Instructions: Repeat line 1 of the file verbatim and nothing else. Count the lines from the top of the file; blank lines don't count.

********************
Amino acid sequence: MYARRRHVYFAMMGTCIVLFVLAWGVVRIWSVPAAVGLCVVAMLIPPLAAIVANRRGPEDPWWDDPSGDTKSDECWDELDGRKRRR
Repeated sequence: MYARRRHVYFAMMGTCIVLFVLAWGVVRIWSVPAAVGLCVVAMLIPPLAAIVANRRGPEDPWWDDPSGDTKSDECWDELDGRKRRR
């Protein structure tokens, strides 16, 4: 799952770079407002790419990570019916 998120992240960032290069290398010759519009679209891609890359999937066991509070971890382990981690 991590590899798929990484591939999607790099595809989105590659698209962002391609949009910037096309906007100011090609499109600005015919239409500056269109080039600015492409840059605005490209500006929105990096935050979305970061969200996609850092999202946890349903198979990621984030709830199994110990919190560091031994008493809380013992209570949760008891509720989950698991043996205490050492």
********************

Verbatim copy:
Amino acid sequence: MYARRRHVYFAMMGTCIVLFVLAWGVVRIWSVPAAVGLCVVAMLIPPLAAIVANRRGPEDPWWDDPSGDTKSDECWDELDGRKRRR